Anatoly Marienhof

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Anatoly Marienhof
Анатолий Мариенгоф (cropped).jpg
Born6 July 1897
Nizhny Novgorod, Russian Empire
Died24 June 1962(1962-06-24) (aged 65)
Leningrad, Soviet Union

Anatoly Borisovich Marienhof or Mariengof (Russian: Анато́лий Бори́сович Мариенго́ф; 6 July (24 June O.S.) 1897 – 24 June 1962) was a Russian poet, novelist, and playwright. He was one of the leading figures of Imaginism. Today, he is remembered mostly for his memoirs depicting Russian literary life in the 1920s and his friendship with Sergei Yesenin.[1]


Anatoly Marienhof was born into a Livonian nobleman's family in Nizhny Novgorod. Upon graduating from gymnasium in 1914, he was drafted and served during the First World War on the Eastern Front.

Marienhof's literary career started in 1918, when he participated in the Imaginists' manifesto "Deklaraciia", published in Voronezh. The manifesto was also signed by Yesenin and other Moscow poets. Together, they started a new movement in poetry known as Imaginism. Marienhof took part in all Imaginist actions and publications and published a dozen books of poetry under his own name between 1920 and 1928. He became a close friend of Yesenin, with whom he shared a flat during some months. Marienhof is the dedicatee of some of Yesenin's major works, including the major poem Sorokoust, the drama Pugachov, and the tract on poetics Maria's Keys.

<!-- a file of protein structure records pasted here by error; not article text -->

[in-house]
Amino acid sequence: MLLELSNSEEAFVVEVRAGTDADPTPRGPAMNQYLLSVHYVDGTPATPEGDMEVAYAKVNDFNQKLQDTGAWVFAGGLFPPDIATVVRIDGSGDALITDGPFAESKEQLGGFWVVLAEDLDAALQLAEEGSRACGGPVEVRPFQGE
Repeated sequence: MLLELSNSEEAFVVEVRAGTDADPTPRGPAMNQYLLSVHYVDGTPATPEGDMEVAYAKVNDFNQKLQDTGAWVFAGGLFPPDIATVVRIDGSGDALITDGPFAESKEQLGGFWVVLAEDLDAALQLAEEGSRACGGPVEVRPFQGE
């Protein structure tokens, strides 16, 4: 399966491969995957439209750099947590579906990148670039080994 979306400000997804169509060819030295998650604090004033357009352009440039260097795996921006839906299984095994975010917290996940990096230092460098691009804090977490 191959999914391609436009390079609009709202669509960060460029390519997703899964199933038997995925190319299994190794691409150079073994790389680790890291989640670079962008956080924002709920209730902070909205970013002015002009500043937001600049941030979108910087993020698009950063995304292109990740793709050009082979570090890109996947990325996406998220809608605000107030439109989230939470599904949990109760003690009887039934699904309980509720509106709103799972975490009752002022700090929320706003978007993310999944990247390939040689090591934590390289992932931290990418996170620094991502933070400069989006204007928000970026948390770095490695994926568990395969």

Marienhof gained further renown with his controversial fiction: "The Novel without Lies" (1926) and "The Cynics" (1928). The former presented his fictionalized (although still largely accurate) recollections of his friendship with Sergei Yesenin; the latter was a story of the life of young intellectuals during the revolution and the War communism. Both were met with sharp criticism in the Soviet press. "The Cynics" was published in Berlin (Petropolis), and would not appear in the Soviet Union until 1988.

After the publication of his last novel, "Shaved Man", in 1930 in Berlin and parts of his historical novel "Ekaterina" (1936), Marienhof was reduced to writing for theatre and later for radio without any hope of being published again. Yesenin's works were edited in the USSR for a long period of time to omit the dedications to Marienhof.

In his later years, after Joseph Stalin's death, Marienhof wrote mostly memoirs; they were published several decades after his death in 1962.

English translations[edit]

  • Cynics, (Novel), Hyperion Press, 1973.
  • A Novel Without Lies, (Memoir), Glas, 2000.


Tomi Huttunen. Imazhinist Mariengof: Dandy. Montage. Cynics. Moscow: Novoe Literaturnoe Obozrenie. 2007.


  1. ^ "ФЭБ: Мариенгоф // Литературная энциклопедия. Т. 6. — 1932". Fundamental Electronic Library of Russian Folklore and Literature [ru]. Retrieved 1 November 2022.

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